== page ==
Review: Wines of Kendall-Jackson Vintner’s Reserve, 2016 Releases

KJVR_13MerlotFour new wines in the KJ stable have recently been released, all in the Vintner’s Reserve line, the second (from the bottom) level in the five tiers that Kendall-Jackson produces.

Thoughts on these wines, all reds, follow.

2013 Kendall-Jackson Vintner’s Reserve Merlot Sonoma County – As inoffensive a wine as anyone could hope for, this simple merlot showcases blackberry and blueberry, with a modestly tannic core. Some vanilla comes to the forefront alongside a nice bite of bitterness and a gentle denouement. It’s a perfectly drinkable pizza ‘n’ pasta wine… but it tastes like it could be any varietal. B / $19

2014 Kendall-Jackson Vintner’s Reserve Syrah Santa Barbara County – Musty and smoky, even a syrah lover like me had some trouble pushing past the funk here. Once inside, the sour cherry core offers few real pleasures, and the bittersweet finish comes across as lackluster and cheap. C / $17

2013 Kendall-Jackson Vintner’s Reserve Cabernet Sauvignon Sonoma County – The nose is bright with currants and blackberries, but the body is flat and almost watery, with zero finish. Harmless currants and black pepper stud the caramel-focused body for very brief time it spends on the palate, and the finish offers a slug of tannin that quickly fades. Improves with some air, but this isn’t a wine that should merit decanting. B- / $24

2013 Kendall-Jackson Vintner’s Reserve Summation Red Wine Blend California – A mystery blend that includes merlot, zinfandel, syrah, and other grapes. Lush, almost opulent, a big surprise in an otherwise lackluster lineup. Big currants and blueberry dominate, while soft tannins lead the way to some baking spice and vanilla notes on the finish. Excellent balance with a lush and rounded finish and an easy approachability. Buy this one; it’s a huge value. A- / $17

kj.com

Tasting 2016’s Octomore 7 with New Bruichladdich Master Distiller Adam Hannett

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When Jim McEwan left Bruichladdich last year after 50 years in the business, many wondered how a legend like McEwan could be replaced. The answer: You can’t, really, but the Islay distillery’s Adam Hannett is on his way to filling some mighty big shoes.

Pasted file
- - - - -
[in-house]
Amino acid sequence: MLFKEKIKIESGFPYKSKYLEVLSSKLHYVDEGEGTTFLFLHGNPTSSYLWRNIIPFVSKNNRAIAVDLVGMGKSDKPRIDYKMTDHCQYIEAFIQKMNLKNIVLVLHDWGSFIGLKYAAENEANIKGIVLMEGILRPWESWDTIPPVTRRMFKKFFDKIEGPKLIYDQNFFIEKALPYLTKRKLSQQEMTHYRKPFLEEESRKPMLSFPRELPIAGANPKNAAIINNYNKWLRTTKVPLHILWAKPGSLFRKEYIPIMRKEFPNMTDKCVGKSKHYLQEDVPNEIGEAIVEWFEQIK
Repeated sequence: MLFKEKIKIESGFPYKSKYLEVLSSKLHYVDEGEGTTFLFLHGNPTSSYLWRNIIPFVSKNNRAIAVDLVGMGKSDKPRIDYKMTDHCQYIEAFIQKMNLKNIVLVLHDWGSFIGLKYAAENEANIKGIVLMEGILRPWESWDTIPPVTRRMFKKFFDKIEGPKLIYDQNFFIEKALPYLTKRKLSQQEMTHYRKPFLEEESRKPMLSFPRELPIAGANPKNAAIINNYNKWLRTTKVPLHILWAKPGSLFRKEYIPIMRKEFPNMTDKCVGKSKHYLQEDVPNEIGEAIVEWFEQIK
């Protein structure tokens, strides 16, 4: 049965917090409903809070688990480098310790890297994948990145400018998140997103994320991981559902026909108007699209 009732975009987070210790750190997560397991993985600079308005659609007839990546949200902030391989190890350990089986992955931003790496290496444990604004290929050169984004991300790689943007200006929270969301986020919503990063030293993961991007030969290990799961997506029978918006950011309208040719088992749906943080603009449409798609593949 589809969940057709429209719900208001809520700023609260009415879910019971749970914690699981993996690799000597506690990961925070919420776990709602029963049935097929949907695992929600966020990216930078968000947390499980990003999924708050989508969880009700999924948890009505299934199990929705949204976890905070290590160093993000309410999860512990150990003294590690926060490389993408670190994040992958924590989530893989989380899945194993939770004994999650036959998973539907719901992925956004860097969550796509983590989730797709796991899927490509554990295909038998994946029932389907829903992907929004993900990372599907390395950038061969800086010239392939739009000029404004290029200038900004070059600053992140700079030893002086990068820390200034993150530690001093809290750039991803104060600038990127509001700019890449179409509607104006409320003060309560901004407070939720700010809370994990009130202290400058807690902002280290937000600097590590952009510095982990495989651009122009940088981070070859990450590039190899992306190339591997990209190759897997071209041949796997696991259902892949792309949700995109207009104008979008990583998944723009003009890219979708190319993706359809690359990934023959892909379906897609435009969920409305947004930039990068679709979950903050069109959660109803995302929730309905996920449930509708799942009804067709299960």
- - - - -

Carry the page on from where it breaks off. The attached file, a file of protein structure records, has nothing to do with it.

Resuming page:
Hannett recently visited San Francisco as part of a U.S. “get to know ya” tour, and he brought with him a collection of Bruichladdich’s Octomore releases, including three from the Octomore 7 line. Among those is Octomore 7.4, the first “.4” release in the line (more on that later) and Hannett’s first solo release since McEwan’s departure.

The distillery world is full of nice guys, and while Hannett is one of the nicest I’ve met, he’s also full of big ideas, like the recent announcement that, in the name of transparency, customers will soon be able to look up the complete provenance of their Bruichladdich bottles online — even NAS releases. At SF’s Wingtip, we walked through the three latest Octomore 7 releases, plus a couple of whiskies for comparison.

IMG_7542Bruichladdich The Classic Laddie – “Classic” for a reason, this sweet whisky offers notes of granulated sugar and gentle notes of grain wafting in and out. Impossibly good, it’s one of my favorite “everyday” malts, Hannett says he chalks up the gentle, oily body to the slow distillation it undergoes. A

Bruichladdich Octomore 6.1 – Last year’s release (5 years old, all ex-bourbon barrel) remains a classic, strong peat on the nose (at 167ppm) that offers intense citrus once you dig into the body. The finish is clean and fruity, with layers of smoke on top of everything. I’m really digging the structure and balance today. Perfect at 114 proof. A